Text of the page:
Published on: November 29, 2012
This commentary is available as both text and video; enjoy both or either. To see past FaceTime commentaries, go to the MNB Channel on YouTube.
Hi, I'm Kevin Coupe and this is FaceTime with The Content Guy.
Over the years, I've enjoyed focusing on the traditions and items that have gone, sometimes in a fairly short period of time, from being absolutely critical to how we live our lives, to being tangential, irrelevant or even obsolete.
Like the yellow pages. Or the Rolodex. Or the pink "while you were out" pad. Or the VHS tape.
It seems to me that the fax machine has entered this territory. I have one, and use it occasionally. But I'm pretty sure that when it breaks down, I'm not going to spend any money fixing or replacing it. And it doesn't seem like all that long ago that I saw my first fax machine and marveled at the technology.
I recently was talking to a top retail executive about a company retreat I'm going to be speaking at in a few months, and he reminded me that when I did the same event just a few years ago, I did this exercise with the group in which they perused non-food and non-business related magazines looking for interesting marketing ideas. That wasn't that long ago, but now, the idea of using print magazines for such an exercise seems so 20th century...
Well, the other day I encountered another example. We were driving our son to the airport, and he needed a tissue. There weren't any in the car, and neither my wife nor he had one. They turned to me, but all I had was my handkerchief - and they were amused and a little totally grossed out by the fact that I am some sort of dinosaur that uses a handkerchief.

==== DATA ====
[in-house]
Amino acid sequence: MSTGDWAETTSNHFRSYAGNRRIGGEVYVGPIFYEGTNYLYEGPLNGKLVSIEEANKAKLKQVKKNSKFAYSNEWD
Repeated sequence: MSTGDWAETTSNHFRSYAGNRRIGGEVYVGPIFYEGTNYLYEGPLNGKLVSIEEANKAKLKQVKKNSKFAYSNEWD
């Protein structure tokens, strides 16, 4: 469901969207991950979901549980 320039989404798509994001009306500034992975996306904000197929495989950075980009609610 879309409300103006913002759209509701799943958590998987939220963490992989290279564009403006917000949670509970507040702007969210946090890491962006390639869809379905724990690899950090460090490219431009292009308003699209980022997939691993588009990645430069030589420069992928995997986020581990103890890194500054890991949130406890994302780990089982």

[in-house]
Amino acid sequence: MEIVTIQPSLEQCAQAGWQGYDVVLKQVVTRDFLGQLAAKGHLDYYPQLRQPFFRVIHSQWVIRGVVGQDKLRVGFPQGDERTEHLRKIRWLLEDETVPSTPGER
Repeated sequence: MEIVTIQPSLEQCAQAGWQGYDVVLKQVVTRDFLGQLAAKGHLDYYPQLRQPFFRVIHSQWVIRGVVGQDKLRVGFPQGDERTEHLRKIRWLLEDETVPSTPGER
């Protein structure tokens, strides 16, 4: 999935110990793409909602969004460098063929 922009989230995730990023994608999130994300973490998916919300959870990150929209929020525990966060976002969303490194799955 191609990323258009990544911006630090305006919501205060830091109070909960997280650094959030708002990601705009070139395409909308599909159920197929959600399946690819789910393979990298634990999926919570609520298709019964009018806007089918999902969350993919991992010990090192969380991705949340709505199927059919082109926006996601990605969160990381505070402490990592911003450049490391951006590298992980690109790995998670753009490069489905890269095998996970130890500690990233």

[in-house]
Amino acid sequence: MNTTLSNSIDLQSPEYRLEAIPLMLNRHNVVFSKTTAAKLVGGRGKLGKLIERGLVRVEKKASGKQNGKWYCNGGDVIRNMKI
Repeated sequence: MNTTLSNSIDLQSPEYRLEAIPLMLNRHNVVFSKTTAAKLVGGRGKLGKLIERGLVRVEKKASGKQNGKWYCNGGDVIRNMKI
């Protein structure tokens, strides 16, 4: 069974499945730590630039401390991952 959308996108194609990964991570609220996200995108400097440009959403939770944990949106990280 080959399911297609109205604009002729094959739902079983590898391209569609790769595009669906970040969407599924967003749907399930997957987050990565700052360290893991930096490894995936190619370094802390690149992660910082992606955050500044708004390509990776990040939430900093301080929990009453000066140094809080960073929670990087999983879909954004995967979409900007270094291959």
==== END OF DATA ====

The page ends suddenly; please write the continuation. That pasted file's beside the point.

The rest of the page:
Right there in the car, we did a little research online, and I have to admit that in the tissues-vs.-handkerchief debate, my side seems very old and sort of antiquated in its ideas. I've asked a lot of people about this question since then, and pretty much everyone I've talked to goes with the "Kevin, you're a relic of another time" position. Except for issues of sustainability - tissues get thrown out, while handkerchiefs get washed and reused - there seems to be very little support out there for a handkerchief resurgence. And while it is hard to find any numbers to support this, I have to believe that the companies that make old fashioned handkerchiefs have had to diversify to survive. You know, into things like socks and underwear and pocket squares.
I find this fascinating. When I get ready in the morning, the act of putting a clean handkerchief into my pocket is every bit as much a part of my routine as brushing my teeth. I'd feel naked if I didn't have one in my pocket, and I cannot even imagine switching to tissues. (Besides, I used to watch "Mannix." Forget blowing your nose - you never know when you are going to need a handkerchief to hold a piece of evidence or wipe the fingerprints off a doorknob or gun handle.)
Think about this for a minute. There was a time, not that many years ago, when everybody carried handkerchiefs ... it was simply part of their wardrobe.
I wonder how many people are like my other son, who says that he has a dozen handkerchiefs in his dresser drawer, given to him by his grandfather ... and never unwrapped, because he cannot imagine why he'd use one.
And I wonder how many people are like me, clinging to the habits of days gone by.
I'm betting that there are a lot more people like him.
Things change. Habits shift. Marketers have to be vigilant.
And that's nothing to sneeze at.
That's what is on my mind this Thursday morning. As always, I want to hear what is on your mind.
- KC's View: